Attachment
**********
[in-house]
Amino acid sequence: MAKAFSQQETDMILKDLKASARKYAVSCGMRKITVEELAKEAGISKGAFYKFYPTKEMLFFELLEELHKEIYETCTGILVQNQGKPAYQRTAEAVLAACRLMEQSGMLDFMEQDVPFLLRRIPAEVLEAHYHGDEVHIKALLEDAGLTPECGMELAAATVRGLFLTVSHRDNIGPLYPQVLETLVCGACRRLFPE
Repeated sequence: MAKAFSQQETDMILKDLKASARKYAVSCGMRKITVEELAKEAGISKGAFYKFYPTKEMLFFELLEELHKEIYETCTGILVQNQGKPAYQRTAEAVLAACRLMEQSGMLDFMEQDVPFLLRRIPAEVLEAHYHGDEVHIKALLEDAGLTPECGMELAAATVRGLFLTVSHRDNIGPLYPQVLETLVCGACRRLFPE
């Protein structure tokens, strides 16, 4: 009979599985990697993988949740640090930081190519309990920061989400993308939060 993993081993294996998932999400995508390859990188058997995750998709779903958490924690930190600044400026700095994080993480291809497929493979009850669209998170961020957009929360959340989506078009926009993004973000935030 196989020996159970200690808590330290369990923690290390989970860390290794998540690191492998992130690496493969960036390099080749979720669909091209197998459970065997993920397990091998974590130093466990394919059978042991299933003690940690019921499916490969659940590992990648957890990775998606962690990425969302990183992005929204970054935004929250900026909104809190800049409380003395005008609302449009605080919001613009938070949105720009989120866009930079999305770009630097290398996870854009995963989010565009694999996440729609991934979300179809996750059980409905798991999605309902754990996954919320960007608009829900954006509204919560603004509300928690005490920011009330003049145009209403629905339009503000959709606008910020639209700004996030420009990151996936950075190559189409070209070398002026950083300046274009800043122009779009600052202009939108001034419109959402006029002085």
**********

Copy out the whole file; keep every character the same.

[in-house]
Amino acid sequence: MAKAFSQQETDMILKDLKASARKYAVSCGMRKITVEELAKEAGISKGAFYKFYPTKEMLFFELLEELHKEIYETCTGILVQNQGKPAYQRTAEAVLAACRLMEQSGMLDFMEQDVPFLLRRIPAEVLEAHYHGDEVHIKALLEDAGLTPECGMELAAATVRGLFLTVSHRDNIGPLYPQVLETLVCGACRRLFPE
Repeated sequence: MAKAFSQQETDMILKDLKASARKYAVSCGMRKITVEELAKEAGISKGAFYKFYPTKEMLFFELLEELHKEIYETCTGILVQNQGKPAYQRTAEAVLAACRLMEQSGMLDFMEQDVPFLLRRIPAEVLEAHYHGDEVHIKALLEDAGLTPECGMELAAATVRGLFLTVSHRDNIGPLYPQVLETLVCGACRRLFPE
């Protein structure tokens, strides 16, 4: 009979599985990697993988949740640090930081190519309990920061989400993308939060 993993081993294996998932999400995508390859990188058997995750998709779903958490924690930190600044400026700095994080993480291809497929493979009850669209998170961020957009929360959340989506078009926009993004973000935030 196989020996159970200690808590330290369990923690290390989970860390290794998540690191492998992130690496493969960036390099080749979720669909091209197998459970065997993920397990091998974590130093466990394919059978042991299933003690940690019921499916490969659940590992990648957890990775998606962690990425969302990183992005929204970054935004929250900026909104809190800049409380003395005008609302449009605080919001613009938070949105720009989120866009930079999305770009630097290398996870854009995963989010565009694999996440729609991934979300179809996750059980409905798991999605309902754990996954919320960007608009829900954006509204919560603004509300928690005490920011009330003049145009209403629905339009503000959709606008910020639209700004996030420009990151996936950075190559189409070209070398002026950083300046274009800043122009779009600052202009939108001034419109959402006029002085």